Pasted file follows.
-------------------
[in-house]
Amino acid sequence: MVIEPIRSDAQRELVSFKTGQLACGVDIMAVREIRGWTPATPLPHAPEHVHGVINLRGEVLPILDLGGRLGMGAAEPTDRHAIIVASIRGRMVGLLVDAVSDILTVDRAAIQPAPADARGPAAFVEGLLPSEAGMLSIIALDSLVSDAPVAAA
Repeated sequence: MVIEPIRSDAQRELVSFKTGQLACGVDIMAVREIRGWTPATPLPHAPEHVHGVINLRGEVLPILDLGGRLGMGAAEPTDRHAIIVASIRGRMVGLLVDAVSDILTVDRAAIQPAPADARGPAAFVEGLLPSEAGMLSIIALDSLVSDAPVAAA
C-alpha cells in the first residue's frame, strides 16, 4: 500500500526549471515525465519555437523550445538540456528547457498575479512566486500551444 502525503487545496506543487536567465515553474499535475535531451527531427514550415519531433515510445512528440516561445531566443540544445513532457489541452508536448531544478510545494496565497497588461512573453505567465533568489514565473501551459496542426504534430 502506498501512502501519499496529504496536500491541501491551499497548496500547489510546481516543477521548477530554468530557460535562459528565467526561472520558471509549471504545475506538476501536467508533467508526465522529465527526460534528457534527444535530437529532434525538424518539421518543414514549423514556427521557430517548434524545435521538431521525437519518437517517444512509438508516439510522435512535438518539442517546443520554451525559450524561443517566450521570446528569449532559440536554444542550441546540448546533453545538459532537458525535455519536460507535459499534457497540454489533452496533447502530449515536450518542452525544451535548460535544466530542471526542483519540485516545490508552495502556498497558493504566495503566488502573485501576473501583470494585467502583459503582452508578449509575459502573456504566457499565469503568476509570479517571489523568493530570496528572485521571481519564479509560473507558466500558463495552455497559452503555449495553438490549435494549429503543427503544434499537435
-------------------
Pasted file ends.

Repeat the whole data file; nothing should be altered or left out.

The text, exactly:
[in-house]
Amino acid sequence: MVIEPIRSDAQRELVSFKTGQLACGVDIMAVREIRGWTPATPLPHAPEHVHGVINLRGEVLPILDLGGRLGMGAAEPTDRHAIIVASIRGRMVGLLVDAVSDILTVDRAAIQPAPADARGPAAFVEGLLPSEAGMLSIIALDSLVSDAPVAAA
Repeated sequence: MVIEPIRSDAQRELVSFKTGQLACGVDIMAVREIRGWTPATPLPHAPEHVHGVINLRGEVLPILDLGGRLGMGAAEPTDRHAIIVASIRGRMVGLLVDAVSDILTVDRAAIQPAPADARGPAAFVEGLLPSEAGMLSIIALDSLVSDAPVAAA
C-alpha cells in the first residue's frame, strides 16, 4: 500500500526549471515525465519555437523550445538540456528547457498575479512566486500551444 502525503487545496506543487536567465515553474499535475535531451527531427514550415519531433515510445512528440516561445531566443540544445513532457489541452508536448531544478510545494496565497497588461512573453505567465533568489514565473501551459496542426504534430 502506498501512502501519499496529504496536500491541501491551499497548496500547489510546481516543477521548477530554468530557460535562459528565467526561472520558471509549471504545475506538476501536467508533467508526465522529465527526460534528457534527444535530437529532434525538424518539421518543414514549423514556427521557430517548434524545435521538431521525437519518437517517444512509438508516439510522435512535438518539442517546443520554451525559450524561443517566450521570446528569449532559440536554444542550441546540448546533453545538459532537458525535455519536460507535459499534457497540454489533452496533447502530449515536450518542452525544451535548460535544466530542471526542483519540485516545490508552495502556498497558493504566495503566488502573485501576473501583470494585467502583459503582452508578449509575459502573456504566457499565469503568476509570479517571489523568493530570496528572485521571481519564479509560473507558466500558463495552455497559452503555449495553438490549435494549429503543427503544434499537435